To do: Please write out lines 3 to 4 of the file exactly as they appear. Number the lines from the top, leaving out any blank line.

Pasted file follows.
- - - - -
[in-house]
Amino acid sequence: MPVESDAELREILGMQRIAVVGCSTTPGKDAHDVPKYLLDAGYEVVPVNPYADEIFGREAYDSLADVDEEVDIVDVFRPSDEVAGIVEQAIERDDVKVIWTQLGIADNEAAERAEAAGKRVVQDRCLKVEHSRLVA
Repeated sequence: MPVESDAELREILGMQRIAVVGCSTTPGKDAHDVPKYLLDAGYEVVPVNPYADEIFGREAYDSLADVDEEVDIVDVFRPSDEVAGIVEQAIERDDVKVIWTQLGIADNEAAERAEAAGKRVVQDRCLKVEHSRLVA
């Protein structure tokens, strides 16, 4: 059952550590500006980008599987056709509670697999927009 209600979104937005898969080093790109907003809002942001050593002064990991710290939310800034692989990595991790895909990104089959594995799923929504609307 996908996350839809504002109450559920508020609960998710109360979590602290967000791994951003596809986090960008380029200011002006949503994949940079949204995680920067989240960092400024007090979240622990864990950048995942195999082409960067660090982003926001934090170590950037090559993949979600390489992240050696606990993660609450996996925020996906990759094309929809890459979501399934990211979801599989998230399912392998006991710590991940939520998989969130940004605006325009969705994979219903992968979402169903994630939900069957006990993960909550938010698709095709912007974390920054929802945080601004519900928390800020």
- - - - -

Repeated sequence: MPVESDAELREILGMQRIAVVGCSTTPGKDAHDVPKYLLDAGYEVVPVNPYADEIFGREAYDSLADVDEEVDIVDVFRPSDEVAGIVEQAIERDDVKVIWTQLGIADNEAAERAEAAGKRVVQDRCLKVEHSRLVA
């Protein structure tokens, strides 16, 4: 059952550590500006980008599987056709509670697999927009 209600979104937005898969080093790109907003809002942001050593002064990991710290939310800034692989990595991790895909990104089959594995799923929504609307 996908996350839809504002109450559920508020609960998710109360979590602290967000791994951003596809986090960008380029200011002006949503994949940079949204995680920067989240960092400024007090979240622990864990950048995942195999082409960067660090982003926001934090170590950037090559993949979600390489992240050696606990993660609450996996925020996906990759094309929809890459979501399934990211979801599989998230399912392998006991710590991940939520998989969130940004605006325009969705994979219903992968979402169903994630939900069957006990993960909550938010698709095709912007974390920054929802945080601004519900928390800020």